Sitting through the four respective last-ditch World Cup 2018 pitches this morning was nigh-on insufferable at times, as if trapped in a hellish junior management sales exposition that was doomed to cycle on for the rest of human existence.
First up, Holland and Belgium, who’s bid president Ruud Gullit opened up by informing the room that their option would be ‘safe’ and very little else, with luminaries such as Johan Cruyff (to warn the ancient FIFA delegates about the adverse effects that PlayStations can have on a child’s life prospects) and Guus Hiddink (who flatly regaled us with memories of Euro 2000 – not the best strategy considering that, if I recall correctly, it wasn’t all that long ago) following closely behind.
In short, if the Dutch/Belgians manage to pull this one out of the bag, you better start battening down the hatches, as some kind of Faustian evil will surely be unleashed upon the world as part of the bargain.
Next came the Spain/Portugal bid, in which Spain’s FIFA ExCo member Angel Villar Llona blatantly tried to exacerbate any anti-English swell within the FIFA ranks by issuing a timely reminder that their rival’s national media had called the organisation a lot of nasty names over the past few months:
“I love Fifa dearly but those I love the most are my colleagues in the ExCo. Recently we have been criticised by many media outlets. Unfortunately for them Fifa is a clean institution.
Fifa values honesty, Fifa works for football and for the world and all my colleagues here present are all honest, hard-working football people and the people not here are also honest and hard-working.
You have already heard enough slander in the media, the bidding process is clean regardless of what they say.”
What’s the Spanish for ‘kiss-arse’?
Portuguese prime minister Jose Socrates and Spanish president Jose Luis Zapatero then rounded out the fairly uneventful showcase by reminding the world that their respective countries currently enjoy more sunshine than Russia and England combined, fairly punctual trains and a swathe of middling, moderately priced hotels.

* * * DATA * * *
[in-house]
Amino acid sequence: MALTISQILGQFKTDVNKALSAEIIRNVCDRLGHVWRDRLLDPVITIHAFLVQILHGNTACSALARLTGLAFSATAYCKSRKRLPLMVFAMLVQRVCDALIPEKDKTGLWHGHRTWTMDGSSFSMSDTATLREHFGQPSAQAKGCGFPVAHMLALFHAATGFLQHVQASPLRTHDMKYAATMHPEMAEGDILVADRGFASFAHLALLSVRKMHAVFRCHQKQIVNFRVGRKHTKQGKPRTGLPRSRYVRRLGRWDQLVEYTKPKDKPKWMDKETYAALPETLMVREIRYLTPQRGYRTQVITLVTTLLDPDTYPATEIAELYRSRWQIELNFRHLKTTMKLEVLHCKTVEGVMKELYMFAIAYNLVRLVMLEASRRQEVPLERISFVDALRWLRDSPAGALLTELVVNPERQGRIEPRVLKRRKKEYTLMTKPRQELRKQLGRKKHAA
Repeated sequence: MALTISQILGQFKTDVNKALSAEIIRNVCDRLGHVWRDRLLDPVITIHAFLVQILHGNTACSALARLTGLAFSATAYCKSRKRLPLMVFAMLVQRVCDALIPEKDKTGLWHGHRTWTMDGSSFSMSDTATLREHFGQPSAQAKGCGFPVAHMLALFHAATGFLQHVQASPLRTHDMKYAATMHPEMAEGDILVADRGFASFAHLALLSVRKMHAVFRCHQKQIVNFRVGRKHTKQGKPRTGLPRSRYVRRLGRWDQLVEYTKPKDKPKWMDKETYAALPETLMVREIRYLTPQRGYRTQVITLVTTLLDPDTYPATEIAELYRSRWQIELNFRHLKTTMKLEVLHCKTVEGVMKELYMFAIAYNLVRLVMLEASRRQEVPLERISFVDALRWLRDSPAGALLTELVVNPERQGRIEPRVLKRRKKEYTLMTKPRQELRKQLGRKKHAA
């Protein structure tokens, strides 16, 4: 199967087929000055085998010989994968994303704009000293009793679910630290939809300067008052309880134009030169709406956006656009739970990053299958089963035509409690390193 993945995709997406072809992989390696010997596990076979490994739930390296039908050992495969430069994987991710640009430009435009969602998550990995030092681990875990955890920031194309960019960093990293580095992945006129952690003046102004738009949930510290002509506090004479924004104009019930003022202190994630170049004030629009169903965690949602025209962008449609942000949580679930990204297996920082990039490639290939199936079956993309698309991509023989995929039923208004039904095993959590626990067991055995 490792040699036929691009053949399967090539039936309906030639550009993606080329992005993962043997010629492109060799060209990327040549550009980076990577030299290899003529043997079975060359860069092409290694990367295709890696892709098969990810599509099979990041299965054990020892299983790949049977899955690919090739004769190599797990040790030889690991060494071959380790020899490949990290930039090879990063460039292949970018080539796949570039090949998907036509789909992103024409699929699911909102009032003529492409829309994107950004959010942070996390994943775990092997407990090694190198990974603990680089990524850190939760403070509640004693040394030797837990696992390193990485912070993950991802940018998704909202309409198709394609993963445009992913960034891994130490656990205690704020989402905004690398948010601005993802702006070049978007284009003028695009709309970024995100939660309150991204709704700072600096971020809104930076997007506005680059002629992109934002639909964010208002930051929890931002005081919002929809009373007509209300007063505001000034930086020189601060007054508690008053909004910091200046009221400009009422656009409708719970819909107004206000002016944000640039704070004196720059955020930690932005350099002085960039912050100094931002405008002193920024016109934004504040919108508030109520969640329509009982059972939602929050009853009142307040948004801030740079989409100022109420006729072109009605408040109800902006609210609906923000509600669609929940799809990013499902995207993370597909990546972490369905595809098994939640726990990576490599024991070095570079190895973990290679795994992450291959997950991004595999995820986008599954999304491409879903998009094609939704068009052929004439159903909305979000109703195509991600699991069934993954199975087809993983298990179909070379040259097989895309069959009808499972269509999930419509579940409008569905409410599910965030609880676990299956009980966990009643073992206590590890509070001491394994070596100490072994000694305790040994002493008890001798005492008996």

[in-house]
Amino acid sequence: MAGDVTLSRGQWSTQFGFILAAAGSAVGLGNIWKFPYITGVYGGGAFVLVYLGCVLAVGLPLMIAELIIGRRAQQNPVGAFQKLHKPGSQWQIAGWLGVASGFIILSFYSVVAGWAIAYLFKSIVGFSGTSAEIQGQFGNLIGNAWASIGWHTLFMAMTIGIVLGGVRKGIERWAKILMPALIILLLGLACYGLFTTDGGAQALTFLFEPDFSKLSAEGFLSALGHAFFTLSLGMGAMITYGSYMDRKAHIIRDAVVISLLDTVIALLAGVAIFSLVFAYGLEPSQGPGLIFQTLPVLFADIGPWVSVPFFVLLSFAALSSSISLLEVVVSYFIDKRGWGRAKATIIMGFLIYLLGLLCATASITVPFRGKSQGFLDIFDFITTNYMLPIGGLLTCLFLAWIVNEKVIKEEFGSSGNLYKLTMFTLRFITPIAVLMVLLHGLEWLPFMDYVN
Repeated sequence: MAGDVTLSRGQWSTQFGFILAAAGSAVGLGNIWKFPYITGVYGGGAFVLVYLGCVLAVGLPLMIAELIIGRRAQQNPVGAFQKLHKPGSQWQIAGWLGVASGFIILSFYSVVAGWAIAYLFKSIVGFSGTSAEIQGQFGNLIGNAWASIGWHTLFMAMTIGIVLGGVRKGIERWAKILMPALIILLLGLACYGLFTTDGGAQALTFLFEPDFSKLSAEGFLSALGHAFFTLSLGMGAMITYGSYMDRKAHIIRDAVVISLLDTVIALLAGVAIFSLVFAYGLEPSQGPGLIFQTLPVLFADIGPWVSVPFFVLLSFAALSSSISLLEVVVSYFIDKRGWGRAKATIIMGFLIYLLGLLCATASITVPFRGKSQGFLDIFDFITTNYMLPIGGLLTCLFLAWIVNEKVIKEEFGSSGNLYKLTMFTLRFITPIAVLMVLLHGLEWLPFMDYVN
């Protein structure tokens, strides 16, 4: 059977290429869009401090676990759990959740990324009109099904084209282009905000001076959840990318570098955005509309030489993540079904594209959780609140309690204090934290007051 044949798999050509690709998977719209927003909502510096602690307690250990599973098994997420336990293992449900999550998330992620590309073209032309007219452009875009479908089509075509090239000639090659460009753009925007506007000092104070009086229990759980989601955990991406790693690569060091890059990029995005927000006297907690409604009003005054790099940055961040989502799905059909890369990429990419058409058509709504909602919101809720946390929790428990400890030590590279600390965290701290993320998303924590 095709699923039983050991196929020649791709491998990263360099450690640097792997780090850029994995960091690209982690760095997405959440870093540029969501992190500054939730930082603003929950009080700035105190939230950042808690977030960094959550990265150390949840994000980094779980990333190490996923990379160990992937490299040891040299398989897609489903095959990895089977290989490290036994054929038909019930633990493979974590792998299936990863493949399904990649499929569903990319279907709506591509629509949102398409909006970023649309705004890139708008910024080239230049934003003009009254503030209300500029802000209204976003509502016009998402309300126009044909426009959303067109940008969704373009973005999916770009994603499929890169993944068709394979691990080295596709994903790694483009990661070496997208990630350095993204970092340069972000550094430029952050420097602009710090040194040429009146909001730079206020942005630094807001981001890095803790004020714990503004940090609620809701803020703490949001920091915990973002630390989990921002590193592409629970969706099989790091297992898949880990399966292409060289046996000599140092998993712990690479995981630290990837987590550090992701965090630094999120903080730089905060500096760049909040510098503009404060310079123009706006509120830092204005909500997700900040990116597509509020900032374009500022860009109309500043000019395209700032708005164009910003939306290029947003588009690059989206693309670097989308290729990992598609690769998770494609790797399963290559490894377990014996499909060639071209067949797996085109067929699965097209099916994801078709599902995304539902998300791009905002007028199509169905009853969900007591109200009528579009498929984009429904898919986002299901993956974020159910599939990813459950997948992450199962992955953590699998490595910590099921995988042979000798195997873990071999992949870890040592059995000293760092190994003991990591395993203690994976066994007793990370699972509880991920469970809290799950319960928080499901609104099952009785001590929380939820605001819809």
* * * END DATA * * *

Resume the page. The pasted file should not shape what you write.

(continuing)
With Cristiano Ronaldo pulling out at the last minute and their dual footballing heritage large left untouched, it’s little wonder that the Iberian effort has slipped so readily into third place in the betting – and that’s despite all that Qatari ‘help’ they may or may not have received along the way.
Third onto the podium was jolly old England who, thanks largely to a sob story from David Beckham, five minutes of dead-pan stand-up comedy from Prince William and some politely conniving sales patter from prime minister David Cameron, produced a hideously pandering, yet undoubtedly effective pitch to the gathered FIFA representatives.
For all the plaudits shovelled upon England’s ‘three lions’, the hub of the entire pitch was arguably Manchester City’s community bod Eddie Afekafe, who seemingly came from nowhere only to convincingly hammer home the important role that football continues to play in the lower strata of English society:
“Football changed my life. I grew up in one of the roughest parts of Manchester, most of the guys I grew up with were in gangs – some still are, some are in prison. What they didn’t get, but I got, was an opportunity – and that was through football.
“I’m just one story, choose England today and England will deliver many more stories like mine. It’s a new idea, it’s a big idea and it’s one everyone supports – from the prime minister to the Football Association, from the Premier League to the players.”
FIFA president Sepp Blatter immediately praised the English presentation, calling it both ‘excellent’ and ‘remarkable’ – thus resulting in a flurry of betting on England, as they quickly became installed as bookmaker’s favourites to be bestowed with the 2018 hosting duties later this afternoon.
And if gambling surges don’t constitute clear harbingers of impending doom these days, then I really don’t know what do.
Russia rounded up the morning’s entertainment with a bizarre, Putin-less display of diabetes-inducing B-movies set to terrible Euro-house, screaming female pole vaulters, Winston Churchill mis-quotations, hearts, minds and a series of strange allegories between winning the right to host a World Cup and the fall of the Berlin Wall 21-years ago.
As always, answers on a postcard please.
UPDATE: FIFA have just confirmed that Russia will be hosting the 2018 World Cup and that Qatar will be hosting the out-of-the-box 2022 tournament. What a wonderful advertisement for the power of the petro/gaz/oil dollar.
Roll on 2026!